Last week, in a 5-4 ruling, the Supreme Court declared that the Affordable Care Act (ACA) is constitutional. As one of the most contested issues of our time, this decision is a huge victory for the nearly 50 million uninsured Americans and represents a tremendous financial gain for women. While the Court agreed that the Commerce Clause did not grant the federal government power to impose an individual mandate (the ability to impose a financial penalty on those who could and did not purchase health insurance), the Court decided that the federal government certainly has the authority to levy taxes on Americans, meaning the federal government could impose a select tax on individuals who did not buy health insurance.
The decision may seem like a bunch of confusing, constitutional and political maneuvering (and the national media have certainly enjoyed dissecting the electoral implications of the decision and the the penalty v. tax debate), but we cannot forget or ignore that this decision, by preserving the ACA (since the four dissenting justices would have thrown out the whole law), is a vital victory for women across the country.
The ACA ensures a great many protections for women. One of the legislation’s greatest achievements is the elimination of a practice known as “gender rating”, or when insurance companies charge women more than men for comparable coverage simply because they are women. The National Women’s Law Center recently reported that in states without a “gender rating ban” over 90% of the best selling plans charged women more than men, and only 3% of them even cover maternity services. Eliminating this practice will save women and their families over $1 billion dollars-and we’re still debating the presence of gender inequity? In addition to that billion dollars saved, much of women’s basic preventative care will now be covered without copays including contraception, Pap tests, mammograms and domestic violence screenings. The ACA also parses out what constitutes as a “preexisting” condition. Insurance companies have been able to deny women coverage or charge a higher premium solely because of their gender, or if they were pregnant, a survivor of sexual abuse and assault or even previously given birth through a Caesarean section. These practices are now prohibited. The list of successes continues on as the ACA grants maternity care, mandated breaks for nursing mothers, and a private place to breastfeed in the workplace.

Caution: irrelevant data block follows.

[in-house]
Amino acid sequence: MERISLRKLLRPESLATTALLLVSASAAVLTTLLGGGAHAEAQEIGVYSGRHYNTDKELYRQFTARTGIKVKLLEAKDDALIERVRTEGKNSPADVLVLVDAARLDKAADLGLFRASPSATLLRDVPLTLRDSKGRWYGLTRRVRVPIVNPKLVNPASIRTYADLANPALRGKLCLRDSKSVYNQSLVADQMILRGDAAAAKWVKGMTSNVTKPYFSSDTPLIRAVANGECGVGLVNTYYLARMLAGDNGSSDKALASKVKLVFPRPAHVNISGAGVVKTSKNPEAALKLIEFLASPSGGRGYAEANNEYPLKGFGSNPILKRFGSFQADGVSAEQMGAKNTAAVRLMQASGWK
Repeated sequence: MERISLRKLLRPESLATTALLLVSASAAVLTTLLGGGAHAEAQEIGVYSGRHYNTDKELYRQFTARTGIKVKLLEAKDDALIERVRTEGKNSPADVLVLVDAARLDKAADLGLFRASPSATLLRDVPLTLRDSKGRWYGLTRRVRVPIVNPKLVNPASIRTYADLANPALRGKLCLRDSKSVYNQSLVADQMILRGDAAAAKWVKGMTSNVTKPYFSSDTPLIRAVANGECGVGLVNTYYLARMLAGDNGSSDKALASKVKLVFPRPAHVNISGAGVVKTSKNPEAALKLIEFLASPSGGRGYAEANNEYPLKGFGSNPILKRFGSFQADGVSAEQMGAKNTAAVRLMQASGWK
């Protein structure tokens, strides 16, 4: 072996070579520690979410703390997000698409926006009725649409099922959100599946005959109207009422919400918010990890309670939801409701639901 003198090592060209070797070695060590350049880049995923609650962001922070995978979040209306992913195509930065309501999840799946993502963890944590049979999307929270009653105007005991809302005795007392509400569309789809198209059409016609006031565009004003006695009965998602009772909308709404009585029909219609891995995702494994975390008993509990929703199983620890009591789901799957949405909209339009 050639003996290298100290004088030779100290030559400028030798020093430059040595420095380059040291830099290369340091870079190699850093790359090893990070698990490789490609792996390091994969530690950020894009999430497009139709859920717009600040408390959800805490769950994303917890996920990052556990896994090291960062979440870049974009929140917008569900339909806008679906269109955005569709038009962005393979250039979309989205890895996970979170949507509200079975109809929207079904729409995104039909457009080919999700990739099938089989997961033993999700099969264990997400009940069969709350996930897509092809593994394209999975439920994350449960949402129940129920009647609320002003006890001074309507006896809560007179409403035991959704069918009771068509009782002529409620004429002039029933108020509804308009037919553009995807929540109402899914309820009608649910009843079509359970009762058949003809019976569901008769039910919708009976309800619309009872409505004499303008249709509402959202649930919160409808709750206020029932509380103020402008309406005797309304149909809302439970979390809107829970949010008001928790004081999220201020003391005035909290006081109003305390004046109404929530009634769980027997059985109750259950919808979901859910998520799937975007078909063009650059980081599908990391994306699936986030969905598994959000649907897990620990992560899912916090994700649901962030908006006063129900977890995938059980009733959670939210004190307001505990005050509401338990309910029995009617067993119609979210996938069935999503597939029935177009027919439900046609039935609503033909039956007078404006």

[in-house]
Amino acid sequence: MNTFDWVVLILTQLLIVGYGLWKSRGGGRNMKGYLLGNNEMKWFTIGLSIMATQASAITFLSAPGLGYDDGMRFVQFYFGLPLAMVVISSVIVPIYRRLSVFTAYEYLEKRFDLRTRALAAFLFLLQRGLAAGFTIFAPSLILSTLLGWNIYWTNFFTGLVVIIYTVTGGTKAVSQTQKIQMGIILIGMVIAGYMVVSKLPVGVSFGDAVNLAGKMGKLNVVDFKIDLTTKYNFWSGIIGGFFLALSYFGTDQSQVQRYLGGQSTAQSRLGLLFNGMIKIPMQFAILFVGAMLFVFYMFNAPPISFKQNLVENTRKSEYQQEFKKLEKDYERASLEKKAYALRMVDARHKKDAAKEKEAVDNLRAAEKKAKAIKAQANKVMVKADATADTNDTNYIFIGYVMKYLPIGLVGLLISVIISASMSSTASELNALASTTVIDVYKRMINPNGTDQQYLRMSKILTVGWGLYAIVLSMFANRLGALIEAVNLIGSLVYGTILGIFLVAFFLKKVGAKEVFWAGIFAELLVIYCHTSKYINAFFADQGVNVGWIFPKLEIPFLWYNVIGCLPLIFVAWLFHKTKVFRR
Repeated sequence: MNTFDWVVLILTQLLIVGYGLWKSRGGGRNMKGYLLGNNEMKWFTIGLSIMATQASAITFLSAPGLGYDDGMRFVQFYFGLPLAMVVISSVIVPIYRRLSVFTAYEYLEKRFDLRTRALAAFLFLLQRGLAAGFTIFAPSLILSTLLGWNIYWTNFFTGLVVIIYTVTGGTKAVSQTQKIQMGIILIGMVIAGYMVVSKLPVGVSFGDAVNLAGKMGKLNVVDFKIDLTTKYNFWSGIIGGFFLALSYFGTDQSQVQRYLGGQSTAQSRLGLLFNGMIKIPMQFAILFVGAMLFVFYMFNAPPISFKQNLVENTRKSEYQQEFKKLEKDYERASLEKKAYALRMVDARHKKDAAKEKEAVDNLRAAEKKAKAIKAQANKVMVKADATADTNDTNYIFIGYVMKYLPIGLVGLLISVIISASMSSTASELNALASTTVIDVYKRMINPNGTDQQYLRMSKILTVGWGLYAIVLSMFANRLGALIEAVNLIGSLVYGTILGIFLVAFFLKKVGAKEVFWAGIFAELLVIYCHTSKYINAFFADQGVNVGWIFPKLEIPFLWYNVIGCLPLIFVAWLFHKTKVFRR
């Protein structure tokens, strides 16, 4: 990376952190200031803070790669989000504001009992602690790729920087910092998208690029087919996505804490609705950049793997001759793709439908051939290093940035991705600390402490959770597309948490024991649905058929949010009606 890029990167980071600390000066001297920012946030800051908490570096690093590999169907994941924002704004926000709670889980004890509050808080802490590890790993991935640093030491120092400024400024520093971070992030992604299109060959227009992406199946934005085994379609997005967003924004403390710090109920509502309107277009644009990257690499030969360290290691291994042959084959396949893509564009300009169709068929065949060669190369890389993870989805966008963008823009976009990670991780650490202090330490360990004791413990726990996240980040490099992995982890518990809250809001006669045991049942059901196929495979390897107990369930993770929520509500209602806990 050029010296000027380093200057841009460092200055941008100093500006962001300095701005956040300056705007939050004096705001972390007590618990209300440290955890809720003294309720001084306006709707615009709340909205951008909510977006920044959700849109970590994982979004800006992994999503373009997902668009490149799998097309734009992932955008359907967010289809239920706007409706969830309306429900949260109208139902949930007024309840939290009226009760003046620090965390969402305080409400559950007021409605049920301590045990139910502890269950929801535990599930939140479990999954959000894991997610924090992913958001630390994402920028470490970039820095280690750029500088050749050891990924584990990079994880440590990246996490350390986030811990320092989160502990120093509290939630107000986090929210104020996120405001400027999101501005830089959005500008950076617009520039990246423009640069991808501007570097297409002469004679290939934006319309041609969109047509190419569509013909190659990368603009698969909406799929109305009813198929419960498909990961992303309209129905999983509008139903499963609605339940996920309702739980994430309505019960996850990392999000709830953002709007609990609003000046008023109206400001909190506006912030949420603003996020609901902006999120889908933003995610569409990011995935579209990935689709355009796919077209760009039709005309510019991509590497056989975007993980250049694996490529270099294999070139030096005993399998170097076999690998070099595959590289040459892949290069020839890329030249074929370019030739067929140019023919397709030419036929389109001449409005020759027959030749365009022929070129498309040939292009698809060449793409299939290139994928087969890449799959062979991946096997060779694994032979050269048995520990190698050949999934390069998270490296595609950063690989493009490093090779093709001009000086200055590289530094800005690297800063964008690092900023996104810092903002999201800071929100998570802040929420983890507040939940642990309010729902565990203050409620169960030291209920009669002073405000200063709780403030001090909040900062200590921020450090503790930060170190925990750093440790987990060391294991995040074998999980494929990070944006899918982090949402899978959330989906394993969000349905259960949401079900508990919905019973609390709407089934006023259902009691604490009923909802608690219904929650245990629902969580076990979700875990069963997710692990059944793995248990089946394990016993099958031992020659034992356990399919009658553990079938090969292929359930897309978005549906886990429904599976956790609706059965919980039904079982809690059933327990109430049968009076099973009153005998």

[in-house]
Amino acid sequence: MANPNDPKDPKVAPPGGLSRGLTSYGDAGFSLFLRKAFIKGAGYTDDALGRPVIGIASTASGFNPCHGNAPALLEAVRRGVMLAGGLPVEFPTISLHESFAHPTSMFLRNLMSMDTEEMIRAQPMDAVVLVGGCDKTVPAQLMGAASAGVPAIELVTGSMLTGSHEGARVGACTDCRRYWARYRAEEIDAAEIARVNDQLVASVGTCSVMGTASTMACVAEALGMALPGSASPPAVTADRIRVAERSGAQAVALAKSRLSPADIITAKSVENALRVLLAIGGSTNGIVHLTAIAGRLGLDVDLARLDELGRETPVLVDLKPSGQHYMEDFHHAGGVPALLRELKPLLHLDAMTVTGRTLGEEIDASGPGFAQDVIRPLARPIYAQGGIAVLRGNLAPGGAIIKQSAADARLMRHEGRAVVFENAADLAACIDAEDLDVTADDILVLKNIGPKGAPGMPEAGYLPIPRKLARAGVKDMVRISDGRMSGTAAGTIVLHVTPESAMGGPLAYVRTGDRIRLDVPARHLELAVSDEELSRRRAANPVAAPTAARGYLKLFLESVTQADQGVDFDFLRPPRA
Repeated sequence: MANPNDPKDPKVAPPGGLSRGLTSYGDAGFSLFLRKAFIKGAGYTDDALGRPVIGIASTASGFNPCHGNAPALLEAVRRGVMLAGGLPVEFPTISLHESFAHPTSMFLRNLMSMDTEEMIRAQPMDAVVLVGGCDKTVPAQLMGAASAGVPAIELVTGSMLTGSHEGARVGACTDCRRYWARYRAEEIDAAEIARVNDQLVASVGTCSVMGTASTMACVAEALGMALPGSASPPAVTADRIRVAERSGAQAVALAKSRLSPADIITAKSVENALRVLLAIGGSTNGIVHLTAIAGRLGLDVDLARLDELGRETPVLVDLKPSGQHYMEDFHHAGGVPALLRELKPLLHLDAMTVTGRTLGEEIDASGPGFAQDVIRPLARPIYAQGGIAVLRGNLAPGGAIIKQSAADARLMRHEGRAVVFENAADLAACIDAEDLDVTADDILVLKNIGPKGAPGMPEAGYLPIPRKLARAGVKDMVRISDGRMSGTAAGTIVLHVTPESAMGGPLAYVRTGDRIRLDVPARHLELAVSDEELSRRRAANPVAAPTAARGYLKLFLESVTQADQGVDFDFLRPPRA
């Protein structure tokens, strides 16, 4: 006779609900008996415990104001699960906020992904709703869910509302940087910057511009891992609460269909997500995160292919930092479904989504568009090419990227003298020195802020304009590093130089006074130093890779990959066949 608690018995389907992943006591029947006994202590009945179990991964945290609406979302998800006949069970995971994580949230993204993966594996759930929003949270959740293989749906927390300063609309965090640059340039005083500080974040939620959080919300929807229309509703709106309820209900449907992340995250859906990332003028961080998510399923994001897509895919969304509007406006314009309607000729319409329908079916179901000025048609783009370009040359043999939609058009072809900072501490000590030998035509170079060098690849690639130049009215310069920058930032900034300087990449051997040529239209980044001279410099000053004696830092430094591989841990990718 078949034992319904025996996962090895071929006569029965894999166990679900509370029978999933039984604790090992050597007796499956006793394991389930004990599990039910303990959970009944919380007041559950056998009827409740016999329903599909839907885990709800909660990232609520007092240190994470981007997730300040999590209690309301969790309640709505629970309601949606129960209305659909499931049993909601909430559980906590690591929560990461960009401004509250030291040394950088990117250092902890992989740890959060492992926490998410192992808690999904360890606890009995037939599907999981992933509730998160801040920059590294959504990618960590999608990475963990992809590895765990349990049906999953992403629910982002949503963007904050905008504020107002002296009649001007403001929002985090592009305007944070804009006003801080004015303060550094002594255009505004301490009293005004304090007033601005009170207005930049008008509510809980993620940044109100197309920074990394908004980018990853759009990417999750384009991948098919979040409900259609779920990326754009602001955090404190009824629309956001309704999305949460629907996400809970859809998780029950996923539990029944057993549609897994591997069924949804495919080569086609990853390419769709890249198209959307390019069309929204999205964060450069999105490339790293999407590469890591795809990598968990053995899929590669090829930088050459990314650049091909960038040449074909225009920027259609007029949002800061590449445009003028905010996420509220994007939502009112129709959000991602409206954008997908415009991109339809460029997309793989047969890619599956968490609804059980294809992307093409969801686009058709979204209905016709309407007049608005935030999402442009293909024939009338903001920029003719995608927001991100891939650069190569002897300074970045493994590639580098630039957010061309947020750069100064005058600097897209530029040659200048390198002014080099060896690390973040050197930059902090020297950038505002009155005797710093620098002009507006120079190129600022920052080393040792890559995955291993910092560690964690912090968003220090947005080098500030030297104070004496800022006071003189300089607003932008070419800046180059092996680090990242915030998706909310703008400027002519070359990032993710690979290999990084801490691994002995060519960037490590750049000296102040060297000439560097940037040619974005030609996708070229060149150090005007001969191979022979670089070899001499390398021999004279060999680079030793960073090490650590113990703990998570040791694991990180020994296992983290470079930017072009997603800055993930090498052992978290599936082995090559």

The Court’s decision was not all positive news though, as the majority decision limits the federal government’s power to rescind Medicaid funds if states do not expand coverage to low income families, as the ACA prescribes. The ACA aimed to expand the eligibility level to those with incomes up to 133% of the poverty line, extending coverage to 17 million Americans. Administration officials are confident that states will not drop out of the program because the federal government will pay for the entire cost of the expansion from 2014-2016 and then almost 90% of the costs thereafter. Unfortunately, the number of states who have said they might opt out is increasing. The Washington Post’s infographic shows who would be at risk if states opt out of the expansion. This prospect is certainly disconcerting as the expansion of Medicaid was a very significant element in ensuring universal coverage. If states walk away, this will leave millions of individuals at risk without needed coverage. Check out this interactive map to see how your state would fare if they declined the expansion.
The Court’s decision, in effect, passes responsibility for ensuring this expansion to all of us. Although the ruling is a substantial gain for millions of Americans and especially women, the uncertainty surrounding Medicaid expansion should cast a shadow over our collective excitement. We cannot allow politicking to interfere with the right to decent and affordable health care. We need to let our representatives and governors know that not participating in the expansion is a short-sighted decision that will impose significant harm on vulnerable families.